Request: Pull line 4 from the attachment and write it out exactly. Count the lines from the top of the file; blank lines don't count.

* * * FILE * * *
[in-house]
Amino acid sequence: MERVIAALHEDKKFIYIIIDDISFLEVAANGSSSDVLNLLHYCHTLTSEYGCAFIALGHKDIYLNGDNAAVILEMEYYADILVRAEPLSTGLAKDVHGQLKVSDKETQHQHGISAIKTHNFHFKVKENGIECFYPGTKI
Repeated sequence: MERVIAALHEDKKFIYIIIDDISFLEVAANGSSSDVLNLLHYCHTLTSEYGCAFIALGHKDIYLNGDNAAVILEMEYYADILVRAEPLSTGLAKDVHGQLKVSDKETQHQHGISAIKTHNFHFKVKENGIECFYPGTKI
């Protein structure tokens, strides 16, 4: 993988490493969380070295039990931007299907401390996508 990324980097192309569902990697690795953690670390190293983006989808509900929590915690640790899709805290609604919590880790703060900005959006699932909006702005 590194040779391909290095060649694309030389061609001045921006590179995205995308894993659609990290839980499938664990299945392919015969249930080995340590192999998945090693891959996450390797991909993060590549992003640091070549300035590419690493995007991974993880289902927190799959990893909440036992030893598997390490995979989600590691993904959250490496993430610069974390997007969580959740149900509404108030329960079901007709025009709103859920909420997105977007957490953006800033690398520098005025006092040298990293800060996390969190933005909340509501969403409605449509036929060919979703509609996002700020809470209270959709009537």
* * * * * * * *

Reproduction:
């Protein structure tokens, strides 16, 4: 993988490493969380070295039990931007299907401390996508 990324980097192309569902990697690795953690670390190293983006989808509900929590915690640790899709805290609604919590880790703060900005959006699932909006702005 590194040779391909290095060649694309030389061609001045921006590179995205995308894993659609990290839980499938664990299945392919015969249930080995340590192999998945090693891959996450390797991909993060590549992003640091070549300035590419690493995007991974993880289902927190799959990893909440036992030893598997390490995979989600590691993904959250490496993430610069974390997007969580959740149900509404108030329960079901007709025009709103859920909420997105977007957490953006800033690398520098005025006092040298990293800060996390969190933005909340509501969403409605449509036929060919979703509609996002700020809470209270959709009537």